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Electronically conductive cellulose-yarn developed by WWSC researchers
Researchers from WWSC at Chalmer and KTH have together with researchers from Sweden, Finland and South Korea developed conducting cellulose yarns that can be used for making electronic textiles. The developed textile yarns displayed record-high bulk conductivity of 36 Scm–1 and could be washed multiple times.
conductive cellulose yarn is used in a sewing machine
Photo: Anna-Lena Lundqvist, Chalmers

The yarns were produced by a roll-to-roll coating process with an ink based on the biocompatible PEDOT:PSS and could be used in a household sewing machine. The findings were recently published in ACS Applied Materials & Interfaces.

“This cellulose thread could lead to garments with built-in electronic, smart functions, made from non-toxic, renewable and natural materials,” says Sozan Darabi, PhD student in WWSC in professor Christan Müllerss group to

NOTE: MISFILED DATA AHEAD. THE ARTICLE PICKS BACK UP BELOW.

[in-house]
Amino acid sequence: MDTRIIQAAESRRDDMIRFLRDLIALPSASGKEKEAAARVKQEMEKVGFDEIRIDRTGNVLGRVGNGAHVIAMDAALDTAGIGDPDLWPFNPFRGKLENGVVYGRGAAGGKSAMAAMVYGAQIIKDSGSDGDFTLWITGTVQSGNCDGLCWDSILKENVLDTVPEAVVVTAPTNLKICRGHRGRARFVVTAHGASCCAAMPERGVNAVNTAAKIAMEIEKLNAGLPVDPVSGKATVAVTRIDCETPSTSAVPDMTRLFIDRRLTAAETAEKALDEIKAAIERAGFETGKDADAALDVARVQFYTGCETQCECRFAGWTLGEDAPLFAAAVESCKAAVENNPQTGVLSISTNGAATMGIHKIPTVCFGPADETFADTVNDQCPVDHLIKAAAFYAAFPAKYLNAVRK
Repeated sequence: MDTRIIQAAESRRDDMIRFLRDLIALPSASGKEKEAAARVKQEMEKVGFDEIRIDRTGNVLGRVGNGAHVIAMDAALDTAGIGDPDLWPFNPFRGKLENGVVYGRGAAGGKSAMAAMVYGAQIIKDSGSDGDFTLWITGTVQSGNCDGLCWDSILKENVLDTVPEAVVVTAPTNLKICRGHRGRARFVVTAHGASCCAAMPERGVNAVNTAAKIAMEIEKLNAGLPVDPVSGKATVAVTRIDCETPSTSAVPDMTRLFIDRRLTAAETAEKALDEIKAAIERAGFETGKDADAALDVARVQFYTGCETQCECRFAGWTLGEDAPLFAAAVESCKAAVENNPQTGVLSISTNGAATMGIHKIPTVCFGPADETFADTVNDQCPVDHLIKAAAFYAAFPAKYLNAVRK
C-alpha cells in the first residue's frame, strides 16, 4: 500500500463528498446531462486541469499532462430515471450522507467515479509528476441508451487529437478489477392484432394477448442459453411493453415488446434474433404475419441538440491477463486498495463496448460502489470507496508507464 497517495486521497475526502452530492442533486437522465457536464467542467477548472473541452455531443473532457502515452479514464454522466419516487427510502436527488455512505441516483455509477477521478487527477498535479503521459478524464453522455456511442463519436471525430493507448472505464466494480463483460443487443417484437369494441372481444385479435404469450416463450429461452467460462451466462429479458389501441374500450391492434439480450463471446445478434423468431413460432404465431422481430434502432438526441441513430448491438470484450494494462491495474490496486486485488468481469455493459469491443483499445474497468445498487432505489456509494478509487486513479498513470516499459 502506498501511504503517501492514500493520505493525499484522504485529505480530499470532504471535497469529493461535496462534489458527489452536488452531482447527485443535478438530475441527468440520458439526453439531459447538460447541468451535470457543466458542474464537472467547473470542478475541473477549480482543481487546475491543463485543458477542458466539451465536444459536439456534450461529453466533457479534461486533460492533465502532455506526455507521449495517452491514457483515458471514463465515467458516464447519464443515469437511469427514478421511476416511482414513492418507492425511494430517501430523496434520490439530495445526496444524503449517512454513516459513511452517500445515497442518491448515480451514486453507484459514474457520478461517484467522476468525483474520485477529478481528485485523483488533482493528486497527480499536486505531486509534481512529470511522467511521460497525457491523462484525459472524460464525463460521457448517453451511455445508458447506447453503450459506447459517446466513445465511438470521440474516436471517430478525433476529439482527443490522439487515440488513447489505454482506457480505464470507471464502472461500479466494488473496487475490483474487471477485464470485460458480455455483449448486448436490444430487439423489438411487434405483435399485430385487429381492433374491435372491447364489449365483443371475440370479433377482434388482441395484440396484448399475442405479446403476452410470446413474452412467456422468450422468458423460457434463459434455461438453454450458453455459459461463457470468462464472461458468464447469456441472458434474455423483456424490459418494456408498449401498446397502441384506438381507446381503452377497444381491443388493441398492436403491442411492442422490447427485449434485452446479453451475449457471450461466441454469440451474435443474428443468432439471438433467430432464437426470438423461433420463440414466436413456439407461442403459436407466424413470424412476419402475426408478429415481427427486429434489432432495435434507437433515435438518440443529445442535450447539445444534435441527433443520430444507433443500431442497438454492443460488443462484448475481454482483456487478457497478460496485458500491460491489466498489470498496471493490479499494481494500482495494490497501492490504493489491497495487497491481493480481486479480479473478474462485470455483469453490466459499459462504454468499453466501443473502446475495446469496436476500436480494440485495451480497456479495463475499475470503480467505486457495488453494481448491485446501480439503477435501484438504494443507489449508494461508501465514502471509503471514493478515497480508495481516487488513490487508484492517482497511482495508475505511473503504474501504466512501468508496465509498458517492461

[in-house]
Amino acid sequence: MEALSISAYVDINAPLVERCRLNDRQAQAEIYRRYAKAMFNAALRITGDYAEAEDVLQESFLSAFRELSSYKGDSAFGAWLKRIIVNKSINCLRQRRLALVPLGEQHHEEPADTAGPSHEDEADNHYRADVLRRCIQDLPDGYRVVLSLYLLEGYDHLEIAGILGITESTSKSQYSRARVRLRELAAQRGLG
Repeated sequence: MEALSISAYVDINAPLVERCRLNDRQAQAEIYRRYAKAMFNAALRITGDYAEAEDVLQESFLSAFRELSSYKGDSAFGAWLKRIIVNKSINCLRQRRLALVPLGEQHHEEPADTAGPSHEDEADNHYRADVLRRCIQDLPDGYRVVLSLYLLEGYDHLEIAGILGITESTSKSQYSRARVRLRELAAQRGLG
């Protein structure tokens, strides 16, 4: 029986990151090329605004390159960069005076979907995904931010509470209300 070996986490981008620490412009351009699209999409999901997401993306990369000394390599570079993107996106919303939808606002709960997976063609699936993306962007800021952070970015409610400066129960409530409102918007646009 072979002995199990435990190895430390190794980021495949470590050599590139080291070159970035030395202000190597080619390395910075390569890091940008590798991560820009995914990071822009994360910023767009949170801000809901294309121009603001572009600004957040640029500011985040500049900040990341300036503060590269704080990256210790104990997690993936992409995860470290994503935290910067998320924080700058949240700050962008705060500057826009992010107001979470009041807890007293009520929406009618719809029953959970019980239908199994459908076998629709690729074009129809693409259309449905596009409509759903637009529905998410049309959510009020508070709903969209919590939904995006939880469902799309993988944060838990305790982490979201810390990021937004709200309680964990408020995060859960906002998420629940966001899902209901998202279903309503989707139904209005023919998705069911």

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Read the scientific article:
Green Conducting Cellulose Yarns for Machine-Sewn Electronic Textiles
Sozan Darabi, Michael Hummel, Sami Rantasalo, Marja Rissanen, Ingrid Öberg Månsson, Haike Hilke, Byungil Hwang, Mikael Skrifvars, Mahiar M. Hamedi, Herbert Sixta, Anja Lund, and Christian Müller

ACS Applied Materials & Interfaces 2020 12 (50), 56403-56412
DOI: 10.1021/acsami.0c15399

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